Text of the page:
The treasure chest: an almost-famous Shogun

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Wanderlei Silva’s successor. That was how, in 2003, in GRACIEMAG 81, the masters of Chute Boxe billed Mauricio “Shogun” Rua, the child prodigy of only 21 years who graced the team with a frenetic style of standup and sport Jiu-Jitsu titles. Proving how the Editora GRACIE team knows what its talking about when it comes to Shogun, this month he returns to the cover of NOCAUTE magazine in a feature article on his rematch with Lyoto Machida. Check out yet another article from our treasure chest, and then rush to the nearest news stand, if you are in Brazil, to find out what’s going on in Shogun’s head these days.

Shogun at the Rua household, in Paraná. Photo: Gustavo Aragão/2003.

Mauricio “Shogun” Ruas’s red Parati car  is just as rundown as the opponents the fighter wrecks in the MMA ring. Cracked windshield, dangling rear-view mirror, bodywork covered in dents. Terrified, the GRACIEMAG reporter and photographer cross themselves as they enter the vehicle. Shogun will take them to see the house where he lives, in the modest neighborhood of Bacachiri, north of Curitiba. Despite the bandaged foot (a consequence of his fight against Renato Babablu at the last IFC), the driver slams the pedal to the medal. The trip goes just as fast as the meteoric rise of Shogun’s career, who in less than a year as a professional has already been cast in the highly competitive Pride Bushido event. When he opens the door to his home, Mauricio notes that there’s a letter in his mail box: “Damn it! Another ticket. This is Ninja’s doing. This is no good. ”

Until recently, Shogun was known only as “the brother of Murilo ‘Ninja’”. The name, or rather the fighter’s nickname only became popular in the world of MMA early on the morning of August 2, 2003, when Mauricio stepped into the ring at Meca 9 to face the dreaded Evangelista Cyborg. Standing, the Chute Boxe representative knew how to absorb the blows his opponent dished out like a seasoned boxer. On the ground, Shogun simply ran rings around his opponent: he applied a foot lock, nearly snapped Cyborg’s arm with an armbar and got the mount thrice. It was the fighter from Curitiba’s third official win, having already defeated by knockout Rafael Capoeira and Angelo Antonio at Meca 7 and 8, respectively.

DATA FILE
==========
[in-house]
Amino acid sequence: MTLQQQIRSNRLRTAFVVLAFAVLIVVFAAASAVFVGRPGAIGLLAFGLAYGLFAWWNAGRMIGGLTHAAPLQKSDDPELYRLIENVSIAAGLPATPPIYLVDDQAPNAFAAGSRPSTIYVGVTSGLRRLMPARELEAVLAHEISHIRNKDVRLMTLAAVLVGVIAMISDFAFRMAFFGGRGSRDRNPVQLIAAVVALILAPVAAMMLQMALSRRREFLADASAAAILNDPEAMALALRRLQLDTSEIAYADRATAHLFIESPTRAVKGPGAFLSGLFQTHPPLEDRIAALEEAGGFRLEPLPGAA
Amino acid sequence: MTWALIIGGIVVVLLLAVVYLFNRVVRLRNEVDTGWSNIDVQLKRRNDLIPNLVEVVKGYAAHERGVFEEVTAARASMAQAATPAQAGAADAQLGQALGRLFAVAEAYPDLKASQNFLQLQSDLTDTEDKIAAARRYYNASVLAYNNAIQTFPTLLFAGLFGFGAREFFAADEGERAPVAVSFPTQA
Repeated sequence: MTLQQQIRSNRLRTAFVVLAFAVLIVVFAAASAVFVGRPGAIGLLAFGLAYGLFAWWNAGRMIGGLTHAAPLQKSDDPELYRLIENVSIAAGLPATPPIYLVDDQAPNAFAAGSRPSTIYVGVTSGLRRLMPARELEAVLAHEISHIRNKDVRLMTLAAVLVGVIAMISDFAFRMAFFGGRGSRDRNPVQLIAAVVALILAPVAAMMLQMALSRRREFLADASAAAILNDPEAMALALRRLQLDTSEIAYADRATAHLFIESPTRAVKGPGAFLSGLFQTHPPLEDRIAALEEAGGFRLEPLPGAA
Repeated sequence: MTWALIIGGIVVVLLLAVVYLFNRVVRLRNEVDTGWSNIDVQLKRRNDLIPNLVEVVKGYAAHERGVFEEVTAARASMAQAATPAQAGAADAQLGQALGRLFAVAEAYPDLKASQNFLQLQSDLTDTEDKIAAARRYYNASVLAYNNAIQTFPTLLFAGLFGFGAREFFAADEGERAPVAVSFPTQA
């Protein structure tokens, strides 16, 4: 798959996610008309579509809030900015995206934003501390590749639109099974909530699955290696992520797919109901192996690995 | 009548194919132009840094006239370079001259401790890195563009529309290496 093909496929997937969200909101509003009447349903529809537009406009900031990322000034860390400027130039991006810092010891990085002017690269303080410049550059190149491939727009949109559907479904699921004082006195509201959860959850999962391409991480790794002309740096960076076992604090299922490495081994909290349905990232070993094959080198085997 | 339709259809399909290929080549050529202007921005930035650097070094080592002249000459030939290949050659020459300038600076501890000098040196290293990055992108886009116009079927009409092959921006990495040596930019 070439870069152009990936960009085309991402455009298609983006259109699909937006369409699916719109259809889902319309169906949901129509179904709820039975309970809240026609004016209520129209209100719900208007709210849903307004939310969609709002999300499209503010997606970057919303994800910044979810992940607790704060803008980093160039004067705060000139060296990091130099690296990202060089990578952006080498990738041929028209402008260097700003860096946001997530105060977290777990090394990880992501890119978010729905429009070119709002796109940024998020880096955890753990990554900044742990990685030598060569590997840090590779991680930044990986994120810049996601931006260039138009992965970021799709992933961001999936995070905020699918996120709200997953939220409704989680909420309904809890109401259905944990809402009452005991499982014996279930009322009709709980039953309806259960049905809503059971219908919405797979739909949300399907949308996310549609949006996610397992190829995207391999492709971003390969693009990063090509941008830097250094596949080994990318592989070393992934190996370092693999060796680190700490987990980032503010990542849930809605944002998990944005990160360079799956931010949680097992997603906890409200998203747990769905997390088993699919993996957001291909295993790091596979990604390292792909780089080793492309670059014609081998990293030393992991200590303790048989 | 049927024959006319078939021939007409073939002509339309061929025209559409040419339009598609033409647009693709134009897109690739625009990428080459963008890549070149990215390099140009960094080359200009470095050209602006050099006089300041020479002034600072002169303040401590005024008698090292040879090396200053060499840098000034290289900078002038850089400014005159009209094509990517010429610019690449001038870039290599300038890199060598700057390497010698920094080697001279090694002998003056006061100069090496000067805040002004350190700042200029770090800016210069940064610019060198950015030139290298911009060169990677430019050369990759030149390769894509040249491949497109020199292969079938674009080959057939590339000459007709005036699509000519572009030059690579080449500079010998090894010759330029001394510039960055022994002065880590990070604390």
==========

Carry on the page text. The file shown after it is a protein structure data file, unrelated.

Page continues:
By outgunning Cyborg, Shogun left the shadow of his older brother and your resume went on to seduce the moguls of international MMA. What about the crowd? “After that fight I gave my first autograph. It’s great to have your work recognized,” said the chuteboxer vibrantly.

http://www.youtube.com/watch?v=H8bf2LHtqiY

A month after the fight, Shogun traveled to the United States to compete at IFC – Global Domination. The tough guy would have to defeat three opponents on the same night to become champion of the event. His initial obstacle was Erik Wanderley, super heavyweight champion of the Jiu-Jitsu World Championship 2003, but making his MMA debut. Shogun won by technical knockout in the second round. In the semi-finals, Mauricio duked it out with Renato “Babalu” Sobral. The fight was evenly matched until 3:07min of the third round, when Shogun tapped to a guillotine.